Sunday, August 31, 2014


Arrived back at the Farm today after being gone for 10 days visiting Atlanta. Two things about that city: it is too hot for me and it is far too crowded and congested for me (guess I'm not a city kid any more). Time to turn to on Gardens!

Tuesday, August 26, 2014

A Bit Outside the Box

John Vigor is well known to small boat sailors as a prolific writer whose works includes numerous books and the Non-Denominational Boat Denaming Ceremony. Mr. Vigor also writes a blog and his blog post yesterday Amateur Boatbuilders Can Do Better generated some spirited discussion on the DuckWorks FaceBook page.

Some thought Vigor's premises (amateur boatbuilders can do better than build simple/crude boats; amateur boatbuilders do this because they lack the confidence to build complex/fancy boats; amateur boatbuilders can produce professional-like results trading time for skill; simple/crude boats do not easily find new homes (limited resale value) are elitist and offensive. Some thought the simple/crude characterization of some designs meant boxy and ugly. Some thought those premises are spot-on in describing a general failure of amateur boatbuilders to live up to their potential; and thought these premises necessary for introspective analysis of (and by) the amateur boatbuilding community.

My initial reaction fell more or less with those who felt the remarks to be elitist. There was something a bit snarky about Vigor's remarks. There was a bit of defensiveness in me as I read the piece. After all, while I envision perfect joinery, what I see in my mind's eye just doesn't come out of my hands - and I am okay with that.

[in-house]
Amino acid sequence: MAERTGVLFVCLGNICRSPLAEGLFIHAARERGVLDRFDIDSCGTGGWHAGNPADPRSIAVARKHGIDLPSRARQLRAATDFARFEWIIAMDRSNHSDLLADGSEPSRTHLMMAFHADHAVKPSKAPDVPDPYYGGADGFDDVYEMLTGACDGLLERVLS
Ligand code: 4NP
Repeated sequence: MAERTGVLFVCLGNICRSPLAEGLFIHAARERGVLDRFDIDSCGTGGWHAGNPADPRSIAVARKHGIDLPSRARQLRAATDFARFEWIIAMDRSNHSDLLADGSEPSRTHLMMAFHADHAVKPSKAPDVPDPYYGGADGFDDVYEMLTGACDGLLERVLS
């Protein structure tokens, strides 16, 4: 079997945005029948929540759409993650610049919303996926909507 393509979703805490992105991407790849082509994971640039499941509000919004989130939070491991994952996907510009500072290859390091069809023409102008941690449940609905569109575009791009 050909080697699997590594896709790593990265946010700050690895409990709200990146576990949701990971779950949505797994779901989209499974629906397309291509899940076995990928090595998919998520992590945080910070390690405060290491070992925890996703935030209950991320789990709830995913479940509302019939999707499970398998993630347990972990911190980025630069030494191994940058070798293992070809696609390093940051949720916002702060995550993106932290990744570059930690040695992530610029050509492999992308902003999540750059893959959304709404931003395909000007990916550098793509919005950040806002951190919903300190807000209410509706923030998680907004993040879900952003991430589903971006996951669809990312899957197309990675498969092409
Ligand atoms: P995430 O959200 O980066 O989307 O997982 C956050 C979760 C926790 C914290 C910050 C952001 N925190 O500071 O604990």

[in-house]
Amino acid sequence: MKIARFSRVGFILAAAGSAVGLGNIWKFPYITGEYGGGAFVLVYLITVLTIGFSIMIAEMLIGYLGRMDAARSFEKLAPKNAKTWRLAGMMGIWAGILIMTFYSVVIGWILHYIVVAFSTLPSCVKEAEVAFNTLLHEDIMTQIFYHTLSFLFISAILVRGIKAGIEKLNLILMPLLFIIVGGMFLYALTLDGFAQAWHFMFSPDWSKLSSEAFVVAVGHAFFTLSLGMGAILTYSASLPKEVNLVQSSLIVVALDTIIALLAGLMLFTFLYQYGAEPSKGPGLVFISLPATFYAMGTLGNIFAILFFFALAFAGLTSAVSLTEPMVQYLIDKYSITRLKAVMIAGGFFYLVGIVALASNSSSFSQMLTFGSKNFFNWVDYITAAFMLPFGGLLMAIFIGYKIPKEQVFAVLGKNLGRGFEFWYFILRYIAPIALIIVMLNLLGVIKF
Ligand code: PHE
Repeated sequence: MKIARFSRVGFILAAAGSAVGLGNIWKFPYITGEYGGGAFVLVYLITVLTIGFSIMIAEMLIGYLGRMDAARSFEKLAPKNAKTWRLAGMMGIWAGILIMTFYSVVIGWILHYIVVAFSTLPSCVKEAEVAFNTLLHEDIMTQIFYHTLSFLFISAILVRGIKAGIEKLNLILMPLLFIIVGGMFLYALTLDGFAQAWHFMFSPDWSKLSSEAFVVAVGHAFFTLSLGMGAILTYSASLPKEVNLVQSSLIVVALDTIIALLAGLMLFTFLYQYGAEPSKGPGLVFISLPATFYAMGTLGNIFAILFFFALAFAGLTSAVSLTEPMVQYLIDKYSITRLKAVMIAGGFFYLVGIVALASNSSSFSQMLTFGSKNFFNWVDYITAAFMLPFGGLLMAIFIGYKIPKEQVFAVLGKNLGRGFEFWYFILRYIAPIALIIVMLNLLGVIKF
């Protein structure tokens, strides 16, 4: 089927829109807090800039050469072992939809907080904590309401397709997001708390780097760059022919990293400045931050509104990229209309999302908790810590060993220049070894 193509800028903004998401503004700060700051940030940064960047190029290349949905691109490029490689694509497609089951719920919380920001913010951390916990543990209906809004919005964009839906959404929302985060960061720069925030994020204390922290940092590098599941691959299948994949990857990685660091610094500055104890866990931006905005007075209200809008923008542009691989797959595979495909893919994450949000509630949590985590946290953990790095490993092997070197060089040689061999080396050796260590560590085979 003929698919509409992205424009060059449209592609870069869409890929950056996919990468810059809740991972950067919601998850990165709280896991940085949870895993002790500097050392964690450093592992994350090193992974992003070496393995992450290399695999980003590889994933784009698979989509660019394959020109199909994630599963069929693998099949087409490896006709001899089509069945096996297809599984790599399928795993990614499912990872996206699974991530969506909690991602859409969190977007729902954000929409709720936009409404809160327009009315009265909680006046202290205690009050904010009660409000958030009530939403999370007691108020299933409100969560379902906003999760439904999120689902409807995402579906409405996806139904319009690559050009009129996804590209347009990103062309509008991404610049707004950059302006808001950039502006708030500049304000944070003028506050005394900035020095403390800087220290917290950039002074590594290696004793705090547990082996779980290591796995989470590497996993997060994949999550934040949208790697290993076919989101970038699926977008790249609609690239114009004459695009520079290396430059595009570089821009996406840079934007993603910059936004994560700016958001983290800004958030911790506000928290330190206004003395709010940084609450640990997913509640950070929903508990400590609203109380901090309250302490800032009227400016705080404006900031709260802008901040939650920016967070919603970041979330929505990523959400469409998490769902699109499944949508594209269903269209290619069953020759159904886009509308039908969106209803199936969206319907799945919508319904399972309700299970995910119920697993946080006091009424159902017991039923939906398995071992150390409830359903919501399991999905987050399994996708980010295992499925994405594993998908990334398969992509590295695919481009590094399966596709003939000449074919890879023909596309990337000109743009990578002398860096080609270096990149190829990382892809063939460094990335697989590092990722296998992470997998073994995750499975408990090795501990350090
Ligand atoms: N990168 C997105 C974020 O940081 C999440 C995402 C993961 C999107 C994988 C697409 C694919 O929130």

I could (and did in a hurriedly typed draft) take Vigor's premises apart one at a time, it seemed to me this morning that I had missed the boat, so to speak, about the post. I realized some people like to build - for them it is about the process of building a boat and these are the builders who turn out those impossibly-good-looking-works-of-art and craftsmanship. Some folks like building a boat and getting out on the water. These are the builders who turn out solid, functional, work-boat quality boats that get used - a lot. And, there are those whose interest is in getting out on the water as quickly as possible; their boats, while functional and well-used, often raise eyebrows (at the other end of the spectrum from the works-of-art boats). Nothing wrong with any of these folks or their approaches to building boats.

My impression this morning is that John Vigor is, however inelegantly, expressing his preference for high quality workmanship - which has little to do with how simple or complex a design may be. His use of simple/crude vs. complex/fancy designs confused the issue and was interpreted by some to mean ugly vs. pretty designs. But I do think he missed his mark by insisting that lack of self-confidence is the main (really the only factor he addresses) factor why amateur boatbuilders choose to build "simple/crude" designs instead of "complex/fancy" designs.

We all know our own limitations. We all push our own envelopes and are sometimes surprised with a new skill or a better-than-expected result. The Maid of Endor is a fine, complex and fancy design. I don't believe I am selling myself short by deciding not to build that, or any other, particular design. It is beyond my capacity to build but my self-confidence is not the limiting factor. Time, space and materials are greater limitations on my choice of designs to build.

Sure, amateur boatbuilders can do "better"… as can every doctor, lawyer, dishwasher, ditch-digger, hobbyist or professional - you name it - out there. But what is meant by "better"? As for introspective analysis, I think we all do that all the time, particularly when we are building on our boats.

Monday, August 25, 2014

On the Road Again

This morning finds us in Atlanta, GA - perhaps better referred to as Hotlanta - visiting with the three-month old twins - who have grown considerably since arriving in May. Good family times.